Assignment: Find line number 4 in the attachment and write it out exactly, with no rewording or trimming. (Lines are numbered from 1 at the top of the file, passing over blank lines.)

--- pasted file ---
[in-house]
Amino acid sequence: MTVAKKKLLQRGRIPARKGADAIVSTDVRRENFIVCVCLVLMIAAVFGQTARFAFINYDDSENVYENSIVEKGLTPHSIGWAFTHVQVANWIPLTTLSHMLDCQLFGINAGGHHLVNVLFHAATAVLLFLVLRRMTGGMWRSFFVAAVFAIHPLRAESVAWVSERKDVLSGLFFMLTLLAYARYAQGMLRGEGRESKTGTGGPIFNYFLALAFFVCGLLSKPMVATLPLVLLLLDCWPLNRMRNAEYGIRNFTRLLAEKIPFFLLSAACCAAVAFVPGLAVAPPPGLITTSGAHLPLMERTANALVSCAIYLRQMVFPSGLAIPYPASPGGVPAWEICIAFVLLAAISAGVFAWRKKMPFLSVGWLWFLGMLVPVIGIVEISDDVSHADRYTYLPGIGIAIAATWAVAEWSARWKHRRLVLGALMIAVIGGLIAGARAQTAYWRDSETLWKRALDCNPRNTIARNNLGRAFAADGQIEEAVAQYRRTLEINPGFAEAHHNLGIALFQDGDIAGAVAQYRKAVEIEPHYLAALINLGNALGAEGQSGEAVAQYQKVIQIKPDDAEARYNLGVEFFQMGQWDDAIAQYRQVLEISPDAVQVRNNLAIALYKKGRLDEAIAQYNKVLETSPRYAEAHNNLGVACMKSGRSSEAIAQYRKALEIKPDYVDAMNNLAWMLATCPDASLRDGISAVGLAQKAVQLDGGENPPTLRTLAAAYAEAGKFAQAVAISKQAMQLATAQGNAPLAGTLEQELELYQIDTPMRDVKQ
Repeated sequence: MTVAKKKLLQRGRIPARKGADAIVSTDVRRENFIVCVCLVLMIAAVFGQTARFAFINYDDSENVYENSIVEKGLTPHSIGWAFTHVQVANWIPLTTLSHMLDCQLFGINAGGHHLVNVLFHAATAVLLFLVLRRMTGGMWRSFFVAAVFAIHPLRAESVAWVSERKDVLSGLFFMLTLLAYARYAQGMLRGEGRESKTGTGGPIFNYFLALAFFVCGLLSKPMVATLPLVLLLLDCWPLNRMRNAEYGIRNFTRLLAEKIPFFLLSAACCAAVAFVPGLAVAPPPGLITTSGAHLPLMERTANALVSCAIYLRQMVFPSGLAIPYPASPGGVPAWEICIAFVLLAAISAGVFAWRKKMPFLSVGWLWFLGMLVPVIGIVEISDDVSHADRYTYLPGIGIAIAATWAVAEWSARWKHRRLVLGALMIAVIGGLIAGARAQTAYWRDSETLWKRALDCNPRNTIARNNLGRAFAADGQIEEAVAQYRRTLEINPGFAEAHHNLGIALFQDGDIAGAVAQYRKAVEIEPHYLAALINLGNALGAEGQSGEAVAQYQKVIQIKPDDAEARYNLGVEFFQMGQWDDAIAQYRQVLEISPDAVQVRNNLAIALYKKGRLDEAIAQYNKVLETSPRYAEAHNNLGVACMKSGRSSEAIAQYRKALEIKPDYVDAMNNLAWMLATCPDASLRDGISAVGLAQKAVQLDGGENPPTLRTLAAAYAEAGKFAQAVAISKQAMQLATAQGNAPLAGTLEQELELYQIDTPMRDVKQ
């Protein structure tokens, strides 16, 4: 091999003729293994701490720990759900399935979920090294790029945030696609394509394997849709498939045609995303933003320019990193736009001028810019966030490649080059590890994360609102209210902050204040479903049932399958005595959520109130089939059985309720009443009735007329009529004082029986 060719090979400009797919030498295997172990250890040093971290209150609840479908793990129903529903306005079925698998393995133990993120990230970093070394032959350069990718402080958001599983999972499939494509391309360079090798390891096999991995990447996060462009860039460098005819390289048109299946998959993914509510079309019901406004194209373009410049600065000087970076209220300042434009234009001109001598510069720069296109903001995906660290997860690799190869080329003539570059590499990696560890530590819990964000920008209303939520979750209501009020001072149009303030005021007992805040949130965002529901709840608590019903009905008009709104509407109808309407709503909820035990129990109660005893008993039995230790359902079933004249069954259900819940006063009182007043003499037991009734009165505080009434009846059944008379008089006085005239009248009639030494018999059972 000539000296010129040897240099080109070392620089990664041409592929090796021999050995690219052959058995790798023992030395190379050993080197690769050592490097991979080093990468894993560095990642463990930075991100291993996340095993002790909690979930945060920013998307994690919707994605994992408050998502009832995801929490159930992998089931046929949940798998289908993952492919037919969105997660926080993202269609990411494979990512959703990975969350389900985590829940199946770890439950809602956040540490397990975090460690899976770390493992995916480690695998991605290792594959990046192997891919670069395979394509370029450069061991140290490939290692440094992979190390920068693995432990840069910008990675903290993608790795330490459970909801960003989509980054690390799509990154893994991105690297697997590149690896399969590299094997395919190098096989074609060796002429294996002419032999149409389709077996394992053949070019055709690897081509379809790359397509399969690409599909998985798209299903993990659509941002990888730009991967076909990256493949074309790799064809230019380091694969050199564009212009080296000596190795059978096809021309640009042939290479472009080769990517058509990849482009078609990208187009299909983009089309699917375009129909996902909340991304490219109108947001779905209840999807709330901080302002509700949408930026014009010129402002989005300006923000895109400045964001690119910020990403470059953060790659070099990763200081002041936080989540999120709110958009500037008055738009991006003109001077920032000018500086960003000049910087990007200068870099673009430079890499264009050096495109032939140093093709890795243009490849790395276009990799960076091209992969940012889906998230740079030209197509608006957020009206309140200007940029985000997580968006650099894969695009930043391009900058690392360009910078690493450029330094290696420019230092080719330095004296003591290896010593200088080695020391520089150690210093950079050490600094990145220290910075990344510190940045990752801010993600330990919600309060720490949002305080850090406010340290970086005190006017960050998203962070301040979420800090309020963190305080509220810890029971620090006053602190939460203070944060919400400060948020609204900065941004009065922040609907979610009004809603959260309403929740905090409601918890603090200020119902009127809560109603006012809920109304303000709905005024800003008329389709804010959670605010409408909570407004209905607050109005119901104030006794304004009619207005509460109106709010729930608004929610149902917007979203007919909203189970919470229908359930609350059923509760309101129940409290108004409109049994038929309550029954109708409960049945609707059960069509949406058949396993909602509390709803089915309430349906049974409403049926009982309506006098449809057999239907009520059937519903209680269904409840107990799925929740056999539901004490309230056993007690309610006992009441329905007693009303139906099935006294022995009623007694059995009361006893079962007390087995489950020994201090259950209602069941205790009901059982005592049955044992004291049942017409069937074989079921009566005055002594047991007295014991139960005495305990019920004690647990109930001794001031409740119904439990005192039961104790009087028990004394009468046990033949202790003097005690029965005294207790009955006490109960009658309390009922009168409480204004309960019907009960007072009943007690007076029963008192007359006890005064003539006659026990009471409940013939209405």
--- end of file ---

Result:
């Protein structure tokens, strides 16, 4: 091999003729293994701490720990759900399935979920090294790029945030696609394509394997849709498939045609995303933003320019990193736009001028810019966030490649080059590890994360609102209210902050204040479903049932399958005595959520109130089939059985309720009443009735007329009529004082029986 060719090979400009797919030498295997172990250890040093971290209150609840479908793990129903529903306005079925698998393995133990993120990230970093070394032959350069990718402080958001599983999972499939494509391309360079090798390891096999991995990447996060462009860039460098005819390289048109299946998959993914509510079309019901406004194209373009410049600065000087970076209220300042434009234009001109001598510069720069296109903001995906660290997860690799190869080329003539570059590499990696560890530590819990964000920008209303939520979750209501009020001072149009303030005021007992805040949130965002529901709840608590019903009905008009709104509407109808309407709503909820035990129990109660005893008993039995230790359902079933004249069954259900819940006063009182007043003499037991009734009165505080009434009846059944008379008089006085005239009248009639030494018999059972 000539000296010129040897240099080109070392620089990664041409592929090796021999050995690219052959058995790798023992030395190379050993080197690769050592490097991979080093990468894993560095990642463990930075991100291993996340095993002790909690979930945060920013998307994690919707994605994992408050998502009832995801929490159930992998089931046929949940798998289908993952492919037919969105997660926080993202269609990411494979990512959703990975969350389900985590829940199946770890439950809602956040540490397990975090460690899976770390493992995916480690695998991605290792594959990046192997891919670069395979394509370029450069061991140290490939290692440094992979190390920068693995432990840069910008990675903290993608790795330490459970909801960003989509980054690390799509990154893994991105690297697997590149690896399969590299094997395919190098096989074609060796002429294996002419032999149409389709077996394992053949070019055709690897081509379809790359397509399969690409599909998985798209299903993990659509941002990888730009991967076909990256493949074309790799064809230019380091694969050199564009212009080296000596190795059978096809021309640009042939290479472009080769990517058509990849482009078609990208187009299909983009089309699917375009129909996902909340991304490219109108947001779905209840999807709330901080302002509700949408930026014009010129402002989005300006923000895109400045964001690119910020990403470059953060790659070099990763200081002041936080989540999120709110958009500037008055738009991006003109001077920032000018500086960003000049910087990007200068870099673009430079890499264009050096495109032939140093093709890795243009490849790395276009990799960076091209992969940012889906998230740079030209197509608006957020009206309140200007940029985000997580968006650099894969695009930043391009900058690392360009910078690493450029330094290696420019230092080719330095004296003591290896010593200088080695020391520089150690210093950079050490600094990145220290910075990344510190940045990752801010993600330990919600309060720490949002305080850090406010340290970086005190006017960050998203962070301040979420800090309020963190305080509220810890029971620090006053602190939460203070944060919400400060948020609204900065941004009065922040609907979610009004809603959260309403929740905090409601918890603090200020119902009127809560109603006012809920109304303000709905005024800003008329389709804010959670605010409408909570407004209905607050109005119901104030006794304004009619207005509460109106709010729930608004929610149902917007979203007919909203189970919470229908359930609350059923509760309101129940409290108004409109049994038929309550029954109708409960049945609707059960069509949406058949396993909602509390709803089915309430349906049974409403049926009982309506006098449809057999239907009520059937519903209680269904409840107990799925929740056999539901004490309230056993007690309610006992009441329905007693009303139906099935006294022995009623007694059995009361006893079962007390087995489950020994201090259950209602069941205790009901059982005592049955044992004291049942017409069937074989079921009566005055002594047991007295014991139960005495305990019920004690647990109930001794001031409740119904439990005192039961104790009087028990004394009468046990033949202790003097005690029965005294207790009955006490109960009658309390009922009168409480204004309960019907009960007072009943007690007076029963008192007359006890005064003539006659026990009471409940013939209405």